ModernTeaCoverJPGThe book begins with thorough explanations of the tea types but the author keeps it fresh and new with her own memories and lessons learned from visits to tea plantations and growing regions. There are detailed sections on buying and storing tea, along with both eastern and western steeping style descriptions. The step-by-step nature of these pages provide actionable items for readers and made me think again about some of my own practices. The lovely descriptions of various tea ceremonies including Chinese, Japanese, Taiwanese, English and Moroccan, not only bring us into those worlds, but also give us the knowledge we need to recreate versions of those ceremonies at home.

Richardson never hesitates to delve into the science of tea, looking at olfactory experiences from this vantage point, along with data around antioxidants and caffeine. Staying close to her roots she also shares her thoughts on pairing tea with other foods, cooking with tea and tea cocktails, as well as ways to use tea in body care products.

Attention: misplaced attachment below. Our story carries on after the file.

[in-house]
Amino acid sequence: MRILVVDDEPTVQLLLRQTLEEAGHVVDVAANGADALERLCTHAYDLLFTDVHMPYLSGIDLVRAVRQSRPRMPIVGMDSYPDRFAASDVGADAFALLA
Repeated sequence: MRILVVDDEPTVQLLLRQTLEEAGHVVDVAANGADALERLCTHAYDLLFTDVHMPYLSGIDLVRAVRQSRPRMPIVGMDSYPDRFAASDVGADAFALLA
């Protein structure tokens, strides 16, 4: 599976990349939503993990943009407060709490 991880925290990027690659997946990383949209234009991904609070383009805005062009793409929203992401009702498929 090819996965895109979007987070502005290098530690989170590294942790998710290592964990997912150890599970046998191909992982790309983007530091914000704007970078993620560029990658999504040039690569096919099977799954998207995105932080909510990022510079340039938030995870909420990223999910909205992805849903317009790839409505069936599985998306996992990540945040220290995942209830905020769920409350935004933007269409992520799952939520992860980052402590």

I do feel the need to disclose that through my years in the American tea world, Richardson has become a friend. But she has also been a valuable teacher as I pursued my Level 1 and 2 certifications with the Specialty Tea Institute. Her knowledge was thorough and she is an approachable and enthusiastic educator. I am delighted to say that these qualities come through clearly on the page. I strongly recommend that you give “Modern Tea” a read and that you share it with others who are beginning their journey in tea.



Zhena: Tea Entrepreneur, Author and Soon-to-Be TV Star?

Inspiration comes to us in many ways. Some of us read a line that sets our minds on fire. Others meet someone special who serves as a mentor or offers encouragement or important tools. And sometimes, as was the case of Zhena Muzyka, there was no small amount of desperation in the decision to launch a business.

Zhena Muzyka was twenty-four years old when she found herself in a frightening situation. She was already struggling to get by, behind in her bills and begging to keep her gas line open even though she was months behind in her payments. She was nine months pregnant with no job prospects ahead and her baby’s father was not in the picture. Her parents weren’t able to help and then, her baby son was born with severe medical problems. The situation was beyond bleak.